Why Traditional Broadcast Video Standards Still Matter Online

As ambassadors of the video industry, we have a vested stake in preserving the integrity of our chosen profession. With all the amazing advancements we’ve enjoyed in technology and workflow efficiencies, one of the things we cannot compromise on is the fundamental foundation of our practice.

Our well-being as video purists has come under attack from all fronts, one soccer mom and millennial hipster at a time, who believes that pointing their smartphone vertically, pressing record, and then beaming their video across social channels for all the world to share is acceptable. We must align forces, work across the proverbial aisle, and take back our industry by sticking to the traditional video standards we’ve been taught. In doing so, we can save humanity from having to watch another viral video abomination.

We must align forces, work across the proverbial aisle, and take back our industry by sticking to the traditional video standards we’ve been taught.

As video production aficionados, why are we not taking up arms against people who insist on breaking every basic production principle? It’s time we make a stand against video violators by enforcing these four basic steps:

  • Can you hear me now? Audio quality will make or break your videos, and too often, content creators are content to capture ambient audio when delivering their message. Invest in a quality microphone that will drown out the noise around you and allow your viewers to focus on your message.
  • According to the Consumer Technology Association, in 2016, 4K UHD TV sales were expected to hit over ten million units. Of those new television sales, zero were marketed as great for viewing vertical video. If a video is intended to only share on a social platform that leverages vertical aspect ratio, allow your fellow countryman to carry on. However, if there’s even the slightest chance that content will make it to a small – or, gasp, a big screen – remind the shooter to capture the landscape accordingly.
  • Ensure basic safe zone principles are being adhered to. Most, if not all, video editing software platforms allow users to overlay title and video safe zones to ensure proper display alignment. Graphics, logos, and even multiple layers of video can lose their luster if they fall outside their respective zones. Remember: “When in doubt, break the title and action zone overlays out.”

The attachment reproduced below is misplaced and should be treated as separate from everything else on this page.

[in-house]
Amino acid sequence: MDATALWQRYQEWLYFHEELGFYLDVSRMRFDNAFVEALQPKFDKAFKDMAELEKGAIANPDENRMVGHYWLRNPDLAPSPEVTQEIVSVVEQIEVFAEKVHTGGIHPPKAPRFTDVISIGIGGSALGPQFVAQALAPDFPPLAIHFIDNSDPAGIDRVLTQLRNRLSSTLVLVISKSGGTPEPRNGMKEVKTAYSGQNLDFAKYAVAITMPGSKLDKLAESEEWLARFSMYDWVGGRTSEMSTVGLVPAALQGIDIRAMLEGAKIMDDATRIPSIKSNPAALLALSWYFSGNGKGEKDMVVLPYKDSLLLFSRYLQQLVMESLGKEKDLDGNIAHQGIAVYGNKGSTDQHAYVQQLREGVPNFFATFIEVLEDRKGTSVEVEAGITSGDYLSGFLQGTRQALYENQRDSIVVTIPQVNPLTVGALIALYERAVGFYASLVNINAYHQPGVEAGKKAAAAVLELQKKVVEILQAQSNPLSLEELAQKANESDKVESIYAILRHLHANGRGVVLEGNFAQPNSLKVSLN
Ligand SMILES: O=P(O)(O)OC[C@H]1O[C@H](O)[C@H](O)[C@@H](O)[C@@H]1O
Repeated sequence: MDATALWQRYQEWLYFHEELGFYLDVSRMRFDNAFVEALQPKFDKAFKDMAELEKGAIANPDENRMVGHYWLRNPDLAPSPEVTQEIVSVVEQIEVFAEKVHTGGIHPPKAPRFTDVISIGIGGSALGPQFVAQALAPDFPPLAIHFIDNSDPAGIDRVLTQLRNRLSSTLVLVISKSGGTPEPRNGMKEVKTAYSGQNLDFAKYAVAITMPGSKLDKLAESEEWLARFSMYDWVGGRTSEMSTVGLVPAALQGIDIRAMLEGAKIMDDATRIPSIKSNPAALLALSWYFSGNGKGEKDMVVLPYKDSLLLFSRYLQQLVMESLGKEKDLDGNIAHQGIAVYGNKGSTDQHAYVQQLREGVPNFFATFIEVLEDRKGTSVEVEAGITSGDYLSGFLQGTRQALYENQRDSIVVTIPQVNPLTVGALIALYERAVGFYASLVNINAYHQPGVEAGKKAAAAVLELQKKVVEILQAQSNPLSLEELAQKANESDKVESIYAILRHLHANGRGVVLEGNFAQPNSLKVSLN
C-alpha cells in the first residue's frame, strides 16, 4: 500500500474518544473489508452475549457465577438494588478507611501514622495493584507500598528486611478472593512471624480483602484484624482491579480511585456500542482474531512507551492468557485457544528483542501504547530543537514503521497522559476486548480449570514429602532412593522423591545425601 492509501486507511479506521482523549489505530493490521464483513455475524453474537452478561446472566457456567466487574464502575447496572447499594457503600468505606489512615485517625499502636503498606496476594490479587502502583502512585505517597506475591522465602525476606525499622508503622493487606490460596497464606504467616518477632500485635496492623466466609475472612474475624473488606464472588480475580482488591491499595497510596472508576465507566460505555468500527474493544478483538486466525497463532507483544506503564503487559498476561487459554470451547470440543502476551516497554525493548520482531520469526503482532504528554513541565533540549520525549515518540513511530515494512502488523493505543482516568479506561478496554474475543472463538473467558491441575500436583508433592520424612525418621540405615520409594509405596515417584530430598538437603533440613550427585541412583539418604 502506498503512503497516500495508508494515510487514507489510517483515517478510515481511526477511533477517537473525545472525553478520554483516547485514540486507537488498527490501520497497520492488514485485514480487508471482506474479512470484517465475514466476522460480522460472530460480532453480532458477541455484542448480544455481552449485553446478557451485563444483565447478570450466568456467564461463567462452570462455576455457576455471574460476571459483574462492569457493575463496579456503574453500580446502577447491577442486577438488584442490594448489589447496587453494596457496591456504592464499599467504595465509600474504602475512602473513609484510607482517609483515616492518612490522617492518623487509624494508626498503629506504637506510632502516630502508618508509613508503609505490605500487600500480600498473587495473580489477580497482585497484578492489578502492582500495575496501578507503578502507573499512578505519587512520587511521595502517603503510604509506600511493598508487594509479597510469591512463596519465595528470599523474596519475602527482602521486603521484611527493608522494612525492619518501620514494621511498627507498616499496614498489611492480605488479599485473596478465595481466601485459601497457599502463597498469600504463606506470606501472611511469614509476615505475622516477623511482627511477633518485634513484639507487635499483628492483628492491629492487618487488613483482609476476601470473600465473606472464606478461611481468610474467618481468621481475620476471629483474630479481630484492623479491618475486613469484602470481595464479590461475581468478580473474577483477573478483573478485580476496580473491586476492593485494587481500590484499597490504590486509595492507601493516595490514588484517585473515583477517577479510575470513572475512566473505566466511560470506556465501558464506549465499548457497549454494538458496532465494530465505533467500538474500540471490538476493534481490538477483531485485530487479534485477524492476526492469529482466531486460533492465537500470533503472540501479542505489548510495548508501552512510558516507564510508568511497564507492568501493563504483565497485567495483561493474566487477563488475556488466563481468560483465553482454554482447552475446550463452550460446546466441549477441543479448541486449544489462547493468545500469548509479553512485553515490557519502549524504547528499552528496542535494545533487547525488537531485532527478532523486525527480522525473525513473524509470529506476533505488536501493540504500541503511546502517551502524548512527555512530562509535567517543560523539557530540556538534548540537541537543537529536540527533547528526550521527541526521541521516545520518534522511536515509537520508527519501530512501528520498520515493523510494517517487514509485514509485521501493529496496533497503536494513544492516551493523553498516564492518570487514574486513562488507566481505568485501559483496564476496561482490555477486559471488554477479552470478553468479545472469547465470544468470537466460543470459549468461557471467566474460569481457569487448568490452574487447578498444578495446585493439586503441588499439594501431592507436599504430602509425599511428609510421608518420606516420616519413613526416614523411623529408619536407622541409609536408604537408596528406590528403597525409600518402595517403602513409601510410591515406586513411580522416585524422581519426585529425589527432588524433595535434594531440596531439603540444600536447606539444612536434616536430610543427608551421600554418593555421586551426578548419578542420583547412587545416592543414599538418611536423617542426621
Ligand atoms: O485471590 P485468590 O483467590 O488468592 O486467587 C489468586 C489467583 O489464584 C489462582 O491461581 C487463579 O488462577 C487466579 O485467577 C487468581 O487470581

Editing interface showing Safe Margins
    Editing interface showing Safe Margins
  • Much the way misaligned graphics can sink your cinematic masterpiece, poor color quality can do the same. Ensuring color continuity throughout your video is key to keeping your viewer’s attention. Invest time into adjusting your waveform monitors and vectorscopes to seal the deal on painting your pretty pictures.

While I want to believe the video profession can weather the social storm of substandard production quality, the reality is that too many creators — and consumers — of real-time media are complacent in their quest to capture the next viral video. That, or, they simply don’t understand the importance of video integrity. It doesn’t take much to educate someone on the virtues of video. Together, our focus on upholding these production standards can ensure that the efforts of those who came before us in the video world will never be in vain.

Dave Sniadak is a self-proclaimed video purist who cringes at the sight of someone shooting a vertical video on their phone. He is also responsible for all communications initiatives for a Minneapolis-based airline.

Susan Schmierer
Susan Schmierer
Susan is the Art Director at Videomaker and Creator Handbook Magazines.

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